The Seminole Tribe of Florida. We pride ourselves in being the “Unconquered.” As a federally recognized tribe, we’ve never signed a peace treaty or surrendered in any way to colonial powers. During the Seminole Wars, a span of over 40 years, Native refugees from tribes across the south successfully resisted forces by settling in the heart of the Everglades. They refused to be displaced by the government onto reservations. This mélange of Creek, Hitchiti, and other tribes secluded in the swamps’ harsh environment formed a unique, resilient culture. After hundreds of years, pride in tradition and family brought us as a tribe to where we are today; but what was also important was our ability to adapt.
Patchwork is a textile craft of methodical patterns and symbols, and has been a significant part of Seminole identity and progress. In the 1920s, tribal members began selling Indian dolls with patchwork dresses, baskets, beads, and other cultural crafts to tourists. The tribe quickly realized that to remain a thriving, sovereign nation, becoming financially self-sufficient was necessary in the wake of Florida’s growing economy. Patchwork’s colorful, distinct, and exotic appearance became the Seminole’s cultural mark.
Patchwork is commonly incorporated into jackets, shirts, vests, and dresses. It comes in a variety of symbols: Turtle, Bird, Crayfish, Broken Arrow, Lightning, Fire, etc. The patterns are intricate constructions of fabric pieces, and must be crafted separately before they’re sewn into a base fabric. Sewing patchwork is a highly regarded skill that is delegated to the women of the tribe; after all, most Native American social structures are matriarchal.
A traditional Seminole woman’s dress consists of a full, floor-length skirt adorned with a ruffle at knee-length, a long sleeved cotton blouse, bead necklaces, and a ruffled cape. Anywhere from two to six rows of traditional patchwork (like Man on Horse or Trees) and biased tape can be found on both the cape and the skirt. A traditional Seminole man’s dress consists of a patchwork longshirt, a plaid wool turban, and a leather or beaded belt.
Alison Osceola, a tribal member from the Hollywood reservation, joins many other women in continuing the patchwork tradition. In her late teens, she learned to sew patchwork from her mother and other women in the tribe. As a tight knit community, elders take pride in teaching the youth the necessary skills for cultural crafts.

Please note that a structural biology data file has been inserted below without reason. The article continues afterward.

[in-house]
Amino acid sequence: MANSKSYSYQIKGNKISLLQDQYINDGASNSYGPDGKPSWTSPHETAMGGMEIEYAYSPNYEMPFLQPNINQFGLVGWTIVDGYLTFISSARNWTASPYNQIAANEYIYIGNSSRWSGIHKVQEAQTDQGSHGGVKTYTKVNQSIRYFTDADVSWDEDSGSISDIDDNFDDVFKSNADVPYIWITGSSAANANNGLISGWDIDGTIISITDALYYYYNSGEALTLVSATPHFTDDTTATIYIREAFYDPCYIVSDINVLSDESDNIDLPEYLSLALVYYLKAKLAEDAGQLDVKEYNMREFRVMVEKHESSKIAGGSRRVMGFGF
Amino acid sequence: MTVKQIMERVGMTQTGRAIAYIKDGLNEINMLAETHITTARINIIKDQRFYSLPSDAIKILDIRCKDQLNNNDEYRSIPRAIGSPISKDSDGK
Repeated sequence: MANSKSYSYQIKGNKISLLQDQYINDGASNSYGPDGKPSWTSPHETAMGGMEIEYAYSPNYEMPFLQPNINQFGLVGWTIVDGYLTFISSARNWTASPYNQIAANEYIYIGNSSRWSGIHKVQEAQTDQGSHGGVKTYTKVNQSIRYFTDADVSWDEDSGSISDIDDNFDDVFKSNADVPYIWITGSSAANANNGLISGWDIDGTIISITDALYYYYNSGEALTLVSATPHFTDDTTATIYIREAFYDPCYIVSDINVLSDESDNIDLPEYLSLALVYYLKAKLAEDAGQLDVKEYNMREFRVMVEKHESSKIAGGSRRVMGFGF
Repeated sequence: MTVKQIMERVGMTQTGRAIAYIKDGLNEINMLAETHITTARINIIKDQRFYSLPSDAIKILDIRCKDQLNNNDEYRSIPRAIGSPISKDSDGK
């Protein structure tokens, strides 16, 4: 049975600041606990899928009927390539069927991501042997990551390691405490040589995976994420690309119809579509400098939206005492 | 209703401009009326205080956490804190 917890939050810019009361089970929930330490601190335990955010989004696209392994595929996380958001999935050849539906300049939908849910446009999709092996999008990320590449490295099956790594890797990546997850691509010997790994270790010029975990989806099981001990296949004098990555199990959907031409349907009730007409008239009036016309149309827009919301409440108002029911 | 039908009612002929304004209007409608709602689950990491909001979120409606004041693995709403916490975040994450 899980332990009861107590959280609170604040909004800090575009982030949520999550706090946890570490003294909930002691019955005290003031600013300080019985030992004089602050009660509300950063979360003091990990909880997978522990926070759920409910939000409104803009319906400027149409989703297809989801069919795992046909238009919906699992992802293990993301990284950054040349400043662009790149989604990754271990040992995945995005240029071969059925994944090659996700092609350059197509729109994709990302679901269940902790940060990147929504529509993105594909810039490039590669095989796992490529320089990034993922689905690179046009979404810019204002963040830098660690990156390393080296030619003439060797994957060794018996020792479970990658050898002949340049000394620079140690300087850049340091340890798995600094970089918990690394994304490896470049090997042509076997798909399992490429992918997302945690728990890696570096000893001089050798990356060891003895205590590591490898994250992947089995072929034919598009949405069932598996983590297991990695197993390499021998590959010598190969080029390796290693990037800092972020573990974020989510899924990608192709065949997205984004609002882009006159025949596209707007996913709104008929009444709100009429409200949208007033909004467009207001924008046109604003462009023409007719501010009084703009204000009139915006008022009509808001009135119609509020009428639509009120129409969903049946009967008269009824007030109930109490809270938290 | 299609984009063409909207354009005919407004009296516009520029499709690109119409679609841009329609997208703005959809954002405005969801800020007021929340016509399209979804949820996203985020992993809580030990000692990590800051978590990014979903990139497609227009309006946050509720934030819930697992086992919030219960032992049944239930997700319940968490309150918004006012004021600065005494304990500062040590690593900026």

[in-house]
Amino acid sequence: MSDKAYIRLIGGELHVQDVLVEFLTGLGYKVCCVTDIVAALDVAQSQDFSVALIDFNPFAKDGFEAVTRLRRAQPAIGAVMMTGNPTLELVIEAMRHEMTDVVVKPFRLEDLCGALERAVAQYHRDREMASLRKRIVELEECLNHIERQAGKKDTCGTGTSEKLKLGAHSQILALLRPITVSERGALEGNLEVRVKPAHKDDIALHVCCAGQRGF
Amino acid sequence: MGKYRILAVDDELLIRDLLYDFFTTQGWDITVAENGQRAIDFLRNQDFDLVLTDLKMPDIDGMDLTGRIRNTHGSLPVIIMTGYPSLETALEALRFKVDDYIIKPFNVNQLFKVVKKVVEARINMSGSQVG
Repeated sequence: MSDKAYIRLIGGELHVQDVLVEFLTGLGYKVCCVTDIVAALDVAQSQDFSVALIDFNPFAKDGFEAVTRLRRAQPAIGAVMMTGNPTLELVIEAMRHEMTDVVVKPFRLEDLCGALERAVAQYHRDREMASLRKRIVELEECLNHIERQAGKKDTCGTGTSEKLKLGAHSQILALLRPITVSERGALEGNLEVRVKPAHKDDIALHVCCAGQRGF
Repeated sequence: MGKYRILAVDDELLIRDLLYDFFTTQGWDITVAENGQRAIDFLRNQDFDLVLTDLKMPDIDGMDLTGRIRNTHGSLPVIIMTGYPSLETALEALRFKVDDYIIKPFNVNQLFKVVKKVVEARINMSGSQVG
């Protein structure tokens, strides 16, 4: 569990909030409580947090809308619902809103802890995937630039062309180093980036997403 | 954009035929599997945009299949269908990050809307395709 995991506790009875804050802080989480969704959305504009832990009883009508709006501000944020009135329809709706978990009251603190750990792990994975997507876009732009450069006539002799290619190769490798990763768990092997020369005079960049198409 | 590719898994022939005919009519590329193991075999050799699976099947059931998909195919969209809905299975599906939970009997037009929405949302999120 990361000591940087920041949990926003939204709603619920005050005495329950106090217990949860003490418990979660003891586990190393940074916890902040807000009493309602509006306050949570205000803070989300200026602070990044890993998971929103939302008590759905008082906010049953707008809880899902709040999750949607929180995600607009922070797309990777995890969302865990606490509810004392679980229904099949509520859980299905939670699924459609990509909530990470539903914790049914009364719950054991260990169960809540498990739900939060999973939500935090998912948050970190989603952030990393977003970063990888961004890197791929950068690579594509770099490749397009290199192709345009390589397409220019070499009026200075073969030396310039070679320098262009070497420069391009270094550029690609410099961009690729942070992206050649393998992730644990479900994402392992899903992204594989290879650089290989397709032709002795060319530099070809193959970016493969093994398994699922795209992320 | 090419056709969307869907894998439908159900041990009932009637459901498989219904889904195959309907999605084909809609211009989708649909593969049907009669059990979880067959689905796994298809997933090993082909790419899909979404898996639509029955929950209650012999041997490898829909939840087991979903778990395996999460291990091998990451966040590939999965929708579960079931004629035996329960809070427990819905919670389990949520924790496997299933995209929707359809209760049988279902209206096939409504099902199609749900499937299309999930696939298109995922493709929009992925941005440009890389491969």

“I slowly picked it up. For me, it was very important to learn our traditional crafts so that I can pass it on to my kids. I have that knowledge and ability to share it. It’s a dying art.”
Not only is it a dying art, but a livelihood. Since patchwork has come to the point of artificial manufacture outside of the Seminole tribe, authentic patchwork is in high demand. Nontribal and tribal members alike commission Osceola for her patchwork clothing. She works from home, and has a created gorgeous collection of skirts. Depending on the material and amount of patchwork, full skirt and cape dresses can sell on average around $1,000 -$1,500. Men’s jackets, a more modern and very popular item, can sell for around $700-$1,000, also depending on patchwork amounts and material. Traditions can be valuable.
But as an evolving nation, our clothing and patchwork is constantly changing as well. More modern skirts are knee length, can have only one row of patchwork, and are made of more flashy materials as opposed to the conventional cotton. They also sport rickrack (a zigzag, mercerized cotton thread) instead of biased tape.
“I’m trying to keep a very traditional feeling to the clothes but with a modern twist. I like to use more traditional patchwork with more modern materials, like sequins or satin. Our clothing is the one type of clothing that can really be modernized to make it everyday wearable,” says Osceola.
Though the Seminole tribe has branched out in other ventures to sustain itself financially, patchwork is still going strong. Skirts and jackets are worn casually, and can be seen and admired at any community gathering. It’s safe to say even a baseball cap has been seen sporting some rickrack and Man on a Horse.
Today, many women know how to sew patchwork, whether it’s for artistic or economic reasons. Daughters, granddaughters, nieces, cousins; anyone willing to learn is taught with pleasure. The Seminole Cultural Department offers materials and guidance for any tribal member looking to learn a cultural craft or two. It’s a great place for youth to stop by and learn to sew patchwork. It encourages the perpetuation of a beautiful, strong, transforming art. Sho-naa-bish.